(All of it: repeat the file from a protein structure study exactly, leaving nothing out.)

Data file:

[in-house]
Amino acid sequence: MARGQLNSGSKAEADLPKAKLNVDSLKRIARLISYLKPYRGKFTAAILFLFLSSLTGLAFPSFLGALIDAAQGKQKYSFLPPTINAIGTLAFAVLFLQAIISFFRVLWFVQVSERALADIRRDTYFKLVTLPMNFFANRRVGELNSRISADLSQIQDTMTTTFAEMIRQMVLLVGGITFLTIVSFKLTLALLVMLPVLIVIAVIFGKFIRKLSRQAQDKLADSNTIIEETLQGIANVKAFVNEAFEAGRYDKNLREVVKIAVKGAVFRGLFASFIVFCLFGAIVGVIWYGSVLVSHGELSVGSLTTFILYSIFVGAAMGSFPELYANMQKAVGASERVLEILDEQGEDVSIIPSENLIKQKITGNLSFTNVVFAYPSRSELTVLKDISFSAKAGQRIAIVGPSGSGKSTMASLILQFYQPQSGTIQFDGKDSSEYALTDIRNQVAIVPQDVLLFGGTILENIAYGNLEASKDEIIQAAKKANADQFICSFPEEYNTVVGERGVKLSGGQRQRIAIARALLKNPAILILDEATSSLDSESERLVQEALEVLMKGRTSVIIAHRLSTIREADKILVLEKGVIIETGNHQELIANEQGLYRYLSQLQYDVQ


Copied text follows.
[in-house]
Amino acid sequence: MARGQLNSGSKAEADLPKAKLNVDSLKRIARLISYLKPYRGKFTAAILFLFLSSLTGLAFPSFLGALIDAAQGKQKYSFLPPTINAIGTLAFAVLFLQAIISFFRVLWFVQVSERALADIRRDTYFKLVTLPMNFFANRRVGELNSRISADLSQIQDTMTTTFAEMIRQMVLLVGGITFLTIVSFKLTLALLVMLPVLIVIAVIFGKFIRKLSRQAQDKLADSNTIIEETLQGIANVKAFVNEAFEAGRYDKNLREVVKIAVKGAVFRGLFASFIVFCLFGAIVGVIWYGSVLVSHGELSVGSLTTFILYSIFVGAAMGSFPELYANMQKAVGASERVLEILDEQGEDVSIIPSENLIKQKITGNLSFTNVVFAYPSRSELTVLKDISFSAKAGQRIAIVGPSGSGKSTMASLILQFYQPQSGTIQFDGKDSSEYALTDIRNQVAIVPQDVLLFGGTILENIAYGNLEASKDEIIQAAKKANADQFICSFPEEYNTVVGERGVKLSGGQRQRIAIARALLKNPAILILDEATSSLDSESERLVQEALEVLMKGRTSVIIAHRLSTIREADKILVLEKGVIIETGNHQELIANEQGLYRYLSQLQYDVQ